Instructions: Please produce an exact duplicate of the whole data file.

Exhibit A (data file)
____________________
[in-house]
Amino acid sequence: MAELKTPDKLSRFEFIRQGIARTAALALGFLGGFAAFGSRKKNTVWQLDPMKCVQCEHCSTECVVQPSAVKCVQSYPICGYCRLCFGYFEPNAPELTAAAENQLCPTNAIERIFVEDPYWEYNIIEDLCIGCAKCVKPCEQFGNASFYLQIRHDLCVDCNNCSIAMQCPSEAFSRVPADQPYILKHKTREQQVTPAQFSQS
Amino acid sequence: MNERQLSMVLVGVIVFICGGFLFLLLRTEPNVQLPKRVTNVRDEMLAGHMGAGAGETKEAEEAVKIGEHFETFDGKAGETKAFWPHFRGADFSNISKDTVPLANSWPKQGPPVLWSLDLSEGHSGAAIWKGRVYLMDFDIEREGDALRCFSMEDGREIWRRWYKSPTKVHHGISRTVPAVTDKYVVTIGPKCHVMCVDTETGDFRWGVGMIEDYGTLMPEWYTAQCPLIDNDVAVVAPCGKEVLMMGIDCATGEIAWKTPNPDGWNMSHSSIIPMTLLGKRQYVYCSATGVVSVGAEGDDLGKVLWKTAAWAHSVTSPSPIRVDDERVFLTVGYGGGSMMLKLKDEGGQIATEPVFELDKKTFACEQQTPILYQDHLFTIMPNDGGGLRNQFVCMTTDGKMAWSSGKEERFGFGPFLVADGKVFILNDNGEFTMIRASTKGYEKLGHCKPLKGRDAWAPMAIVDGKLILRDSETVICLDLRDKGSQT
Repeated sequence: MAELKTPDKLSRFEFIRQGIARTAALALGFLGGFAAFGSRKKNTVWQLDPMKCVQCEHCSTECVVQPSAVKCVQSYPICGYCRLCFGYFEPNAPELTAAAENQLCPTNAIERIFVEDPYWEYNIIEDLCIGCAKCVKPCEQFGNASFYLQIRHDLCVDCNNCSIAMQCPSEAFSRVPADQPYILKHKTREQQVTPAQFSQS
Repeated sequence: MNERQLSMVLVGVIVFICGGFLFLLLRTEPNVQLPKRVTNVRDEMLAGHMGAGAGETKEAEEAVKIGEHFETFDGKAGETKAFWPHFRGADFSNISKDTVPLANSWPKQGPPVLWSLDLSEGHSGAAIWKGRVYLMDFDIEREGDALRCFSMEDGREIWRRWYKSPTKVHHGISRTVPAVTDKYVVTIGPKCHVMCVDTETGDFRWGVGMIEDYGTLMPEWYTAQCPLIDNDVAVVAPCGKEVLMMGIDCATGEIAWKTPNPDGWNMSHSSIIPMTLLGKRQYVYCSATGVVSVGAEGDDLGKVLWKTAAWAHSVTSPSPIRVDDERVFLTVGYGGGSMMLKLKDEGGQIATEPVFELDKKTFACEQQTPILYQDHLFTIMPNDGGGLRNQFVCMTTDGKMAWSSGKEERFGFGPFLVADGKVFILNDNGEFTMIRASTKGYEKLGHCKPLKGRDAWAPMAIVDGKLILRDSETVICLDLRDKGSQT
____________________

[in-house]
Amino acid sequence: MAELKTPDKLSRFEFIRQGIARTAALALGFLGGFAAFGSRKKNTVWQLDPMKCVQCEHCSTECVVQPSAVKCVQSYPICGYCRLCFGYFEPNAPELTAAAENQLCPTNAIERIFVEDPYWEYNIIEDLCIGCAKCVKPCEQFGNASFYLQIRHDLCVDCNNCSIAMQCPSEAFSRVPADQPYILKHKTREQQVTPAQFSQS
Amino acid sequence: MNERQLSMVLVGVIVFICGGFLFLLLRTEPNVQLPKRVTNVRDEMLAGHMGAGAGETKEAEEAVKIGEHFETFDGKAGETKAFWPHFRGADFSNISKDTVPLANSWPKQGPPVLWSLDLSEGHSGAAIWKGRVYLMDFDIEREGDALRCFSMEDGREIWRRWYKSPTKVHHGISRTVPAVTDKYVVTIGPKCHVMCVDTETGDFRWGVGMIEDYGTLMPEWYTAQCPLIDNDVAVVAPCGKEVLMMGIDCATGEIAWKTPNPDGWNMSHSSIIPMTLLGKRQYVYCSATGVVSVGAEGDDLGKVLWKTAAWAHSVTSPSPIRVDDERVFLTVGYGGGSMMLKLKDEGGQIATEPVFELDKKTFACEQQTPILYQDHLFTIMPNDGGGLRNQFVCMTTDGKMAWSSGKEERFGFGPFLVADGKVFILNDNGEFTMIRASTKGYEKLGHCKPLKGRDAWAPMAIVDGKLILRDSETVICLDLRDKGSQT
Repeated sequence: MAELKTPDKLSRFEFIRQGIARTAALALGFLGGFAAFGSRKKNTVWQLDPMKCVQCEHCSTECVVQPSAVKCVQSYPICGYCRLCFGYFEPNAPELTAAAENQLCPTNAIERIFVEDPYWEYNIIEDLCIGCAKCVKPCEQFGNASFYLQIRHDLCVDCNNCSIAMQCPSEAFSRVPADQPYILKHKTREQQVTPAQFSQS
Repeated sequence: MNERQLSMVLVGVIVFICGGFLFLLLRTEPNVQLPKRVTNVRDEMLAGHMGAGAGETKEAEEAVKIGEHFETFDGKAGETKAFWPHFRGADFSNISKDTVPLANSWPKQGPPVLWSLDLSEGHSGAAIWKGRVYLMDFDIEREGDALRCFSMEDGREIWRRWYKSPTKVHHGISRTVPAVTDKYVVTIGPKCHVMCVDTETGDFRWGVGMIEDYGTLMPEWYTAQCPLIDNDVAVVAPCGKEVLMMGIDCATGEIAWKTPNPDGWNMSHSSIIPMTLLGKRQYVYCSATGVVSVGAEGDDLGKVLWKTAAWAHSVTSPSPIRVDDERVFLTVGYGGGSMMLKLKDEGGQIATEPVFELDKKTFACEQQTPILYQDHLFTIMPNDGGGLRNQFVCMTTDGKMAWSSGKEERFGFGPFLVADGKVFILNDNGEFTMIRASTKGYEKLGHCKPLKGRDAWAPMAIVDGKLILRDSETVICLDLRDKGSQT